5 common mental health issues if you are bisexual

A guest writer Marcus Clarke looks at the mental health issues faced by bi people

According to the Bisexuality report released in 2012, bi people are more prone to suffer from mental health issues in comparison to homosexuals. They have been viewed and categorized as promiscuous, carriers of diseases, less trustworthy and a threat to relationships. This attitude continues to contribute towards bisexuals experiencing “high rates of being ignored, discriminated against, demonized, or rendered invisible by both the heterosexual world and the lesbian and gay communities” (San Francisco Human Rights Commission Report “Bisexual Invisibility: Impacts and Recommendations”).
Studies published in the Journal of Bisexuality further support this statement by linking distrust, shame and lack of support directed towards bisexuals not only from wider society but also from the  LGBT community. It is as though society is making a conscious effort to discriminate and cause bisexuals to feel ashamed because of their romantic/sexual interests. All these factors underscore the rise in mental health issues amongst bisexual people.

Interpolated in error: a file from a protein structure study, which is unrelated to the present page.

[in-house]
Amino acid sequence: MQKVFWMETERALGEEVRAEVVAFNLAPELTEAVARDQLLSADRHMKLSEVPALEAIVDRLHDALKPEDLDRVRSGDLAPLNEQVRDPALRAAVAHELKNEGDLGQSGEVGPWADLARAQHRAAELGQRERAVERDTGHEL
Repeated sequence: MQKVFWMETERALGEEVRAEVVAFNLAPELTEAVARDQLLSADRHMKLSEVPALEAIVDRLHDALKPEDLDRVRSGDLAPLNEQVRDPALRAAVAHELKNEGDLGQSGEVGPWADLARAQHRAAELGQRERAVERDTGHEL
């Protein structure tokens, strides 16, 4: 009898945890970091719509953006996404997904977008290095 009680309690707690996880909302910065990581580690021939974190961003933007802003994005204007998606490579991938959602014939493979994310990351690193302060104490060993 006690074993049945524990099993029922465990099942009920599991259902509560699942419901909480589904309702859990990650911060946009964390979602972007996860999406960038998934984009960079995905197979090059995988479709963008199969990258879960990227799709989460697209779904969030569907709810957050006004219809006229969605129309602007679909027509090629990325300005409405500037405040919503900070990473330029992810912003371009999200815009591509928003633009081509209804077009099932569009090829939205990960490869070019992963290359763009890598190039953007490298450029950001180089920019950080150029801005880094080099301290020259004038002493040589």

The 5 most common mental health issues that have been found prominent amongst the bisexual community are:

Denial: An Australian study from 2013 states that mental health issues experienced by bisexual people tend to be significantly higher compared to homosexual and heterosexual people. Social pressure and discrimination cause many bisexuals to repress their identity, leading to repression of feelings and denial. This denial of identity can lead to a loss of emotional connection towards loved ones and a sense of bewilderment and dissatisfaction with one’s life. The fear of social exclusion, isolation and discrimination based on identity and expression also contribute to the denial of bisexuality among individuals worldwide.